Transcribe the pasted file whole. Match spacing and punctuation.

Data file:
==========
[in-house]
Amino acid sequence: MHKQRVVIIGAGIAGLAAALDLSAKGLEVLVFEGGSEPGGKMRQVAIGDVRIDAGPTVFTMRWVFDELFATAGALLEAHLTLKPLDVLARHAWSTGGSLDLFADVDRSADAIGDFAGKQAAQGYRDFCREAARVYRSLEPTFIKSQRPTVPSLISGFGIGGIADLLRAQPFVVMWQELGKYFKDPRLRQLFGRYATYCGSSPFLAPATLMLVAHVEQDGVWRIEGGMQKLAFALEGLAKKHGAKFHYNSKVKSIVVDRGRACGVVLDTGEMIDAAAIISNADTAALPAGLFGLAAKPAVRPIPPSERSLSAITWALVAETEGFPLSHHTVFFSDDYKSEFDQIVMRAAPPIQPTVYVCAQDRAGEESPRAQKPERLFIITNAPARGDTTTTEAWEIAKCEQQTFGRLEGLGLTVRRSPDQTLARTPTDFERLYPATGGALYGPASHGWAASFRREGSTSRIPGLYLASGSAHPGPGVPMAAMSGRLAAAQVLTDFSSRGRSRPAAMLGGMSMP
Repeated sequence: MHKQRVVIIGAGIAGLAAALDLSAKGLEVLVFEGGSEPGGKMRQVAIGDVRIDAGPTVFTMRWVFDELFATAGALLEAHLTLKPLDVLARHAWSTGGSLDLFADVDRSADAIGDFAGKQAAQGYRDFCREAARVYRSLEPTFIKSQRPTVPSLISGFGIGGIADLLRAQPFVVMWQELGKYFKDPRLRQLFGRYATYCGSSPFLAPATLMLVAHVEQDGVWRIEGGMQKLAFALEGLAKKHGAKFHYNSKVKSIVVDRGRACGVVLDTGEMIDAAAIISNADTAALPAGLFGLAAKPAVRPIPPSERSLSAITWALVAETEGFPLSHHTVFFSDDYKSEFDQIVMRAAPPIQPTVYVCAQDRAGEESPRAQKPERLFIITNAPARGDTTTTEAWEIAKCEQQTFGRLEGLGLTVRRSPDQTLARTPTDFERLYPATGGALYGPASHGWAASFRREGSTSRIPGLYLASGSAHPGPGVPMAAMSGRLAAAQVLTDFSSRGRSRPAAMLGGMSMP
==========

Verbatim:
[in-house]
Amino acid sequence: MHKQRVVIIGAGIAGLAAALDLSAKGLEVLVFEGGSEPGGKMRQVAIGDVRIDAGPTVFTMRWVFDELFATAGALLEAHLTLKPLDVLARHAWSTGGSLDLFADVDRSADAIGDFAGKQAAQGYRDFCREAARVYRSLEPTFIKSQRPTVPSLISGFGIGGIADLLRAQPFVVMWQELGKYFKDPRLRQLFGRYATYCGSSPFLAPATLMLVAHVEQDGVWRIEGGMQKLAFALEGLAKKHGAKFHYNSKVKSIVVDRGRACGVVLDTGEMIDAAAIISNADTAALPAGLFGLAAKPAVRPIPPSERSLSAITWALVAETEGFPLSHHTVFFSDDYKSEFDQIVMRAAPPIQPTVYVCAQDRAGEESPRAQKPERLFIITNAPARGDTTTTEAWEIAKCEQQTFGRLEGLGLTVRRSPDQTLARTPTDFERLYPATGGALYGPASHGWAASFRREGSTSRIPGLYLASGSAHPGPGVPMAAMSGRLAAAQVLTDFSSRGRSRPAAMLGGMSMP
Repeated sequence: MHKQRVVIIGAGIAGLAAALDLSAKGLEVLVFEGGSEPGGKMRQVAIGDVRIDAGPTVFTMRWVFDELFATAGALLEAHLTLKPLDVLARHAWSTGGSLDLFADVDRSADAIGDFAGKQAAQGYRDFCREAARVYRSLEPTFIKSQRPTVPSLISGFGIGGIADLLRAQPFVVMWQELGKYFKDPRLRQLFGRYATYCGSSPFLAPATLMLVAHVEQDGVWRIEGGMQKLAFALEGLAKKHGAKFHYNSKVKSIVVDRGRACGVVLDTGEMIDAAAIISNADTAALPAGLFGLAAKPAVRPIPPSERSLSAITWALVAETEGFPLSHHTVFFSDDYKSEFDQIVMRAAPPIQPTVYVCAQDRAGEESPRAQKPERLFIITNAPARGDTTTTEAWEIAKCEQQTFGRLEGLGLTVRRSPDQTLARTPTDFERLYPATGGALYGPASHGWAASFRREGSTSRIPGLYLASGSAHPGPGVPMAAMSGRLAAAQVLTDFSSRGRSRPAAMLGGMSMP